Energy Efficiency


Members’ Energy Saving Renovations

Much of Ealing’s housing stock is Victorian or Edwardian. Here are some of the ways in which members of Ealing Transition have renovated their houses to conserve energy:

Grant and Trevor have both re-glazed the (north-facing) fronts of their houses. The original glass from 1907 was approx 2mm thick and therefore had a U-value of about 8. Factoring in ill-fitting 100-year-old timber frames meant very high energy loss.

triple glazing

Replacing this with triple glazing has reduced the U-value to about 1, and had an instant effect on the house’s ability to retain heat.

Grant used Henry & Sons

Trevor used Grace Windows

Another local supplier and supporter of Ealing Transition is Peerless Windows in Northfield Ave

Transition member David replaced all his original sash windows with identical looking double-glazed wooden sash windows, cutting down drafts enormously. The next project was to insulate his loft, using wool insulation from Black Mountain Insulation ( – chosen because it is natural, uses a resource that would otherwise go to waste, and is nicer to handle than more conventional glass- or rockwool.

sheep's wool

David reports that the house felt much warmer as a result. Finally his Schott solar PV panels have been in place for a year and these are performing well.

The Wood family have installed Photovoltaic panels on their south-facing roof. They used Techfor Energy who helped them with the technical specification and strengthening supporting rafters. panelsThey used 8 Hyundai panels and with a micro inverter on each (more expensive, but longer lasting, than a single inverter). Production is estimated at 1800 kWh per year, and at present the family is making about as much electricity as they are using.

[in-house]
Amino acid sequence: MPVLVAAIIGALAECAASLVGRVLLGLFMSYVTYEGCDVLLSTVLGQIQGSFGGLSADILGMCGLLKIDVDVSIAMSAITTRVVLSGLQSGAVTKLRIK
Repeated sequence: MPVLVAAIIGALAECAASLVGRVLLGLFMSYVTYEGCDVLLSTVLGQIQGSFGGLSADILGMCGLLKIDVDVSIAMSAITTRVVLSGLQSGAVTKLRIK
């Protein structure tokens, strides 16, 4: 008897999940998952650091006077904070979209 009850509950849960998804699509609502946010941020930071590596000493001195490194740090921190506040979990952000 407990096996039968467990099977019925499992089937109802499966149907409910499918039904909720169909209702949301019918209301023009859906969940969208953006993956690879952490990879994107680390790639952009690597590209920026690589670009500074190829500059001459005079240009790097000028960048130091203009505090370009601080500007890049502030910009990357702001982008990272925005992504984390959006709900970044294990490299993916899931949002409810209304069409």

David has applied Wallrock thermal liner to the interior of his external walls. This is a thin, insulating wallpaper which can reduce the amount of time rooms take to warm up.


Investing in Green Energy

Due to the unsuitability of his roof for solar panels, Grant has invested directly into Ecotricity via their Ecobonds scheme

The company is able to pay a better rate of return than the banks because it has cut out the middle men.



Passive House Refurbishment

‘Passive House’ is a highly insulated, draughtproofed housing construction method which reduces the energy consumption of a building by 90% or more. A building is deemed ‘passive’ when little or no ‘active’ inputs are required to keep it warm.

Ealing Transition member Dora and her family have become passive house pioneers by refurbishing their semi-detached house according to passive house principles. This is actually much harder than building a new house from scratch, as existing air gaps and thermal bridges have to be eliminated, and e.g. foundations have to be insulated.

A photo diary of the build is available at

More information on this building method can be found on the following blogs: is a new and growing resource for energy efficient home refurbishment, including PassivHaus and other techniques. is the story of a refurbishment of a 1970s house–passivhaus-diaries.html is the story of a passive house built in the British vernacular (i.e. using cavity wall construction)



Zero Carbon Britain Zero Carbon Britain 2030 was produced by the Centre for Alternative Technology last year and remains a riveting read. You can download it for free at


Open Engineering

Open Engineering is the website of Ealing Transition member Donald Power, who has worked in Engineering for over 30 years. The site features a number of thoughtful discussions of the various energy options available to us as the end of cheap oil draws to a close. You can read it at





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